“Children leave the asylum worse than when they enter”


In the visitor parking lot at the Ter Apel Registration Center, where a makeshift tent camp has been set up, the De Vrolijkheid Foundation is occupying the children.Harry Cook / de Volkskrant Statue

The living conditions of refugee children in emergency shelters in the Netherlands are ‘substandard’. More than eighty health care and education professionals for young people have concluded this in a study conducted by the Working Group for Children in Alazque, which will be published today on World Refugee Day.

Children in emergency care have demonstrable developmental damage and do not receive adequate education and care. They are dragged from the heat to it and sometimes out of school for months. Some children also become malnourished because they do not like and eat the food provided.

Working Group A to Z, through which several children’s aid organizations work together, is calling on the Cabinet to immediately remove more than 2,000 children from emergency shelter sites and transfer them to “small, stable and permanent asylum care”. According to the surveyed specialists, the interests of asylum children are currently under severe pressure. One of them even said: “Children come out of our shelter worse than when they entered.”

Inspectors write fiery letter about poor asylum reception for children

According to the Justice and Security Inspectorate and the Health Care and Youth Inspectorate, child and youth care at asylum reception is also not available. The organizations called on Foreign Minister Eric van der Burgh (Asylum) on Monday to intervene.

Due to too much pressure on reception, staff cannot provide proper reception and orientation more than they should. The inspections found several violations. Minors are exposed to stress or even violence and do not receive adequate care and education.

According to the inspection departments, children often have to sleep for very long periods in night shelters. Three times as many unaccompanied minors were found staying at the central reception site at Ter Apel as intended. According to the inspection departments, they are not taken care of properly: their rooms become dirty, it is often not possible to eat together and unsafe situations arise because groups of children and young people are arguing with each other.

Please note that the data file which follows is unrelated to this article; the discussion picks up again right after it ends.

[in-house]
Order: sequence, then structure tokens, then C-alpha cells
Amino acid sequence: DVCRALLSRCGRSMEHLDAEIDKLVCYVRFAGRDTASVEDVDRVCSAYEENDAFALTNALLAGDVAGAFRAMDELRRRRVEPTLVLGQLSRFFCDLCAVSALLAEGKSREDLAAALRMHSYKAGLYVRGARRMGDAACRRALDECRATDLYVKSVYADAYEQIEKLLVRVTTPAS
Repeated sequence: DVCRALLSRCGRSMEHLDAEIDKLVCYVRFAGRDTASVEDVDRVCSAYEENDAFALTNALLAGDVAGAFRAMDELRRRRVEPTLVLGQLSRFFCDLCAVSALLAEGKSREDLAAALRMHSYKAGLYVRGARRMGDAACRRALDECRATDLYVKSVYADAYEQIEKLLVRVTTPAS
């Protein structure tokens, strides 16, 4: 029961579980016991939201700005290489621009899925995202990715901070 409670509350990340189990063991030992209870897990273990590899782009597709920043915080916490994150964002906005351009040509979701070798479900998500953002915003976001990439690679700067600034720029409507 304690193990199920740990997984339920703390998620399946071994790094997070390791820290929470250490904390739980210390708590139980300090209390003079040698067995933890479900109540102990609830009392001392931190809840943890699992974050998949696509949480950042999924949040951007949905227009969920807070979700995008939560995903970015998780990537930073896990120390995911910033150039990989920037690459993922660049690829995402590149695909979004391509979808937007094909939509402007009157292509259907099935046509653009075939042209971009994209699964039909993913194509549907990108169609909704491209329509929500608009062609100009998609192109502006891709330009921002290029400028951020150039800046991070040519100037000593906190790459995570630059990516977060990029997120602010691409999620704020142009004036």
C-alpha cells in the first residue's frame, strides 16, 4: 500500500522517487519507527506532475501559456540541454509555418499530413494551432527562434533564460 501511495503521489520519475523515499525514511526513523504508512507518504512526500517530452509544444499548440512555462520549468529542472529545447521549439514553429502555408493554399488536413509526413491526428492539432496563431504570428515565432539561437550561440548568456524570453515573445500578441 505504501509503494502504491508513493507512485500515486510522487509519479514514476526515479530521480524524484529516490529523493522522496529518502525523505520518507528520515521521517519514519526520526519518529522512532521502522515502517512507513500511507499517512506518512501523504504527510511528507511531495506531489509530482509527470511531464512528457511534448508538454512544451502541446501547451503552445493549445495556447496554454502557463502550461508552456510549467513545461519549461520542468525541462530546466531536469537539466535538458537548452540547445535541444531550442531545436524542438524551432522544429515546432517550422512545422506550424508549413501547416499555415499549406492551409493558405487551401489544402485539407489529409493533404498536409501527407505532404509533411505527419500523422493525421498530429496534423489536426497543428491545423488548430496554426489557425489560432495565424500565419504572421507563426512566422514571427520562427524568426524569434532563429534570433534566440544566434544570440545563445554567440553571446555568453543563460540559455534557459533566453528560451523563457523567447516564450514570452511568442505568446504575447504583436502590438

Last month, the House of Representatives adopted a motion that also draws attention to the difficult situation in which refugee children find themselves in emergency shelter. In this letter, the Cabinet is requested to move the children to stable and compact locations as soon as possible. But instead, the Cabinet appears to be focusing on a few new large-scale emergency shelter sites, as announced last week.

Feeling insecure and sleeping badly

Research shows that many children feel insecure due to lack of privacy and poor sleep due to noise at night. Education staff does not know how long a child will be in an emergency shelter, which means that education does not always begin. As a result, not all refugee children go to school within three months. According to teachers, children who go to school often have problems concentrating. Sometimes they sleep in class.

Malnutrition in emergency shelters was also mentioned as a major problem. Children from faraway countries are not familiar with Dutch food. As a result, some people eat poorly, get few nutrients, lose weight and end up in poor health. Due to the lack of living money and their own cooking facilities, their parents have no control over this. They are very concerned about the health of their children.

Hardly any access to care

According to the research report, the situation is also “tragic” in terms of access to care. According to pediatricians and young nurses, there is only a “limited medical amount”. There are also few or no options for referral for necessary specialized care, such as youth mental health care, youth care, and speech therapy.

Almost all professionals say they work with families who moved more than three times between emergency shelters in one year. According to one, “Families often move suddenly before the needed care can be provided.”

They also see children becoming isolated and suffering from psychological and social complaints. “Children are increasingly falling victim to the refugee reception crisis,” concluded Arjan Omkins, Child Working Group Coordinator at the Center for Asylum Seekers. We’ve been sounding alarm bells since the summer of last year. The authorities and professionals agree that it cannot continue like this, but no one comes up with a solution. this is unacceptable.’

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